Centenary Institute Medical Innovation Award 2019

Stage: People's Choice Voting

ABOUT THE AWARDS

The Centenary Institute is dedicated to supporting the medical research sector as a whole. The Centenary Institute Medical Innovation Awards promote innovation and creativity in the sector and are committed to encouraging a domestic culture of scientific excellence.

Recognising - Australia’s spirited young post-doctoral scientists who are taking risks and tackling the big questions of medical research.

Fostering - Australia’s most promising and inspiring young biomedical scientists.

Encouraging - Innovation and creativity – the essential ingredients in all human endeavour.

Promoting - A domestic culture of brilliance in medical research.

Dr Kate McArthur, winner of the 2018 In Memory of Neil Lawrence Prize.

“An award like this, particularly for early career researchers, is unbelievable. It can be very difficult to get funding this early in your career. Awards like this help us convince the ‘big guys’ our ideas have merit, and that people are excited and interested in them”.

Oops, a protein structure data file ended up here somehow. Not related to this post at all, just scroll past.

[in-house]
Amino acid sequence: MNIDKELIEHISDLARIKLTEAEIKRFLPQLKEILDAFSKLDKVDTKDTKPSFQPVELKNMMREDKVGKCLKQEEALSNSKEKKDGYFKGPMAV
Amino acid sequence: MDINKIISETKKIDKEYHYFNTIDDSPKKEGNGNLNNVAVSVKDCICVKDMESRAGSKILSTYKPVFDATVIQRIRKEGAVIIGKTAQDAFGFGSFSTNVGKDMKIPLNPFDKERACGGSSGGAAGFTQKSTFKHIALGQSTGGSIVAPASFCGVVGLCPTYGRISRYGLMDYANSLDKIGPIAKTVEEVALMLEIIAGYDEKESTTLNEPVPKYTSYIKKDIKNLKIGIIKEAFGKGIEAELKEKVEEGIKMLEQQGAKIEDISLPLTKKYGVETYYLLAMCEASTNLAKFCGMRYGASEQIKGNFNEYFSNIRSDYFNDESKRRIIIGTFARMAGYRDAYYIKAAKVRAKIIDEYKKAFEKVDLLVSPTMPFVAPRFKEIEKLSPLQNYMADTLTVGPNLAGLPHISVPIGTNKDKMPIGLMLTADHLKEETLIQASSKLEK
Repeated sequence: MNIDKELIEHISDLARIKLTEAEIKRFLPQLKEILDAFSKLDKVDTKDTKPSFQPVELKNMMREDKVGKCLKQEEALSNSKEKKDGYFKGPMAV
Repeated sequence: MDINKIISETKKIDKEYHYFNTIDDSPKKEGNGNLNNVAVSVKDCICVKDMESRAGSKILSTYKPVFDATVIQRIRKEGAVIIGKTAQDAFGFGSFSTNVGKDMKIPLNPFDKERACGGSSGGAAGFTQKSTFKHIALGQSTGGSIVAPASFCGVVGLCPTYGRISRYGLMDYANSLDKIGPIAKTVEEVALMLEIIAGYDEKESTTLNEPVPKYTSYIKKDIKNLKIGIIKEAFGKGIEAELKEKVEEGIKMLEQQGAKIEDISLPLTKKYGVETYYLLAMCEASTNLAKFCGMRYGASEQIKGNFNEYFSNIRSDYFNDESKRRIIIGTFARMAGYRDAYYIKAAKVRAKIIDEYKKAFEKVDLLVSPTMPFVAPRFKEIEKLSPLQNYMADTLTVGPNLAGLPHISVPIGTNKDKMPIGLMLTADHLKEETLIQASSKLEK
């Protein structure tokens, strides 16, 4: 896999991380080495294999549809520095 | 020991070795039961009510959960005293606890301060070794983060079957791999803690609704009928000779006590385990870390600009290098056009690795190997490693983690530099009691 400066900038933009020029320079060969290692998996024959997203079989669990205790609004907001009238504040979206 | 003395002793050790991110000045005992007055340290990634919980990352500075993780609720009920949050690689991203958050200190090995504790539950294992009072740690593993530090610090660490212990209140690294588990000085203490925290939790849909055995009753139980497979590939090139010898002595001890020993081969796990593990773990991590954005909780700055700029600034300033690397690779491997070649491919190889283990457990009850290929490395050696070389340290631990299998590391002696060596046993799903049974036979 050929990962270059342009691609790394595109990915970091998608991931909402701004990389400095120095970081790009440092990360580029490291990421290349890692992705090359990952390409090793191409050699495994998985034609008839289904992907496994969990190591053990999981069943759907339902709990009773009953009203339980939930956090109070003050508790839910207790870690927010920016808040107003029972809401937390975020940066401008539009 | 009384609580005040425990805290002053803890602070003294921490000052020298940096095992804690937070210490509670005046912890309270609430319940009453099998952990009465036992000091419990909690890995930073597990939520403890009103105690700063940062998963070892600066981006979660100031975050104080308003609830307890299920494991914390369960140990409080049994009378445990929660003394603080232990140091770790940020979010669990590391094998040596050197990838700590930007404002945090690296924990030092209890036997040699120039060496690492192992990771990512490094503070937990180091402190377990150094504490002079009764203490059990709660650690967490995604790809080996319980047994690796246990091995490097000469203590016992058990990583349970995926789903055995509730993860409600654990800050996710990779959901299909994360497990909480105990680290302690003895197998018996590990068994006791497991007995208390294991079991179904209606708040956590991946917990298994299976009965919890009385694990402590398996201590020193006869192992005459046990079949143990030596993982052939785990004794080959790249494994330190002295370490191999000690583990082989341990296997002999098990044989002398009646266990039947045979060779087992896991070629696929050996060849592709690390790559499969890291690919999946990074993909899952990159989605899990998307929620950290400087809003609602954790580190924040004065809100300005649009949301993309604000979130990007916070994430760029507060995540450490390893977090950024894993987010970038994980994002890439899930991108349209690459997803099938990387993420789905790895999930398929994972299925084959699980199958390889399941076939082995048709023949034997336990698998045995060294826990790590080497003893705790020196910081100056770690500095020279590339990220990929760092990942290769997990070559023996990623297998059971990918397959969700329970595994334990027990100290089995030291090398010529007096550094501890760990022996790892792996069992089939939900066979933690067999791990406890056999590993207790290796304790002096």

View Dr McArthur's 2018 application video.

View the full Award website


WHAT THE 2019 FINALISTS WILL RECEIVE

In Memory of Neil Lawrence Prize sponsored by Commonwealth Private - 1st Prize

The winner of the In Memory of Neil Lawrence Prize will receive $30,000 to support their project and a perpetual Nick Mount hand blown glass trophy.

Bayer Innovation Award - 2nd Prize 

The runner-up will receive $15,000 to continue to develop their research.

Harvard Club of Australia Foundation Travel Prize

The recipient of this prize will be awarded $5,000 for the purpose of travelling to Harvard University, Boston, Massachusetts, USA.

A People's Choice Award will be voted on by the general public and research community and the successful applicant will be awarded a $2,000 prize.


2019 ADJUDICATORS

The Prize’s stellar line-up of adjudicators comprises of some of the most distinguished and prestigious scientists around the world including members of the Centenary Institute Scientific Advisory Board.

Professor Ashley Bush